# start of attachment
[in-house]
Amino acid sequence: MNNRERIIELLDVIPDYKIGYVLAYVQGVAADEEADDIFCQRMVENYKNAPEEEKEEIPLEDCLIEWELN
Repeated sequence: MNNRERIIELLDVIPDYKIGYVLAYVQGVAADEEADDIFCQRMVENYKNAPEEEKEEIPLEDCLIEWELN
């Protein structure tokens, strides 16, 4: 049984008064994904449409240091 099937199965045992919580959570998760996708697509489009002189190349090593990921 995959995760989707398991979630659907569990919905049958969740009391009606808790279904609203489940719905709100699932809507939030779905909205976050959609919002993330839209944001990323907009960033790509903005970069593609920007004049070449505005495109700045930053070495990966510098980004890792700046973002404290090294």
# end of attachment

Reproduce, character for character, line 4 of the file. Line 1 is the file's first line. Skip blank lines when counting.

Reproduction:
């Protein structure tokens, strides 16, 4: 049984008064994904449409240091 099937199965045992919580959570998760996708697509489009002189190349090593990921 995959995760989707398991979630659907569990919905049958969740009391009606808790279904609203489940719905709100699932809507939030779905909205976050959609919002993330839209944001990323907009960033790509903005970069593609920007004049070449505005495109700045930053070495990966510098980004890792700046973002404290090294």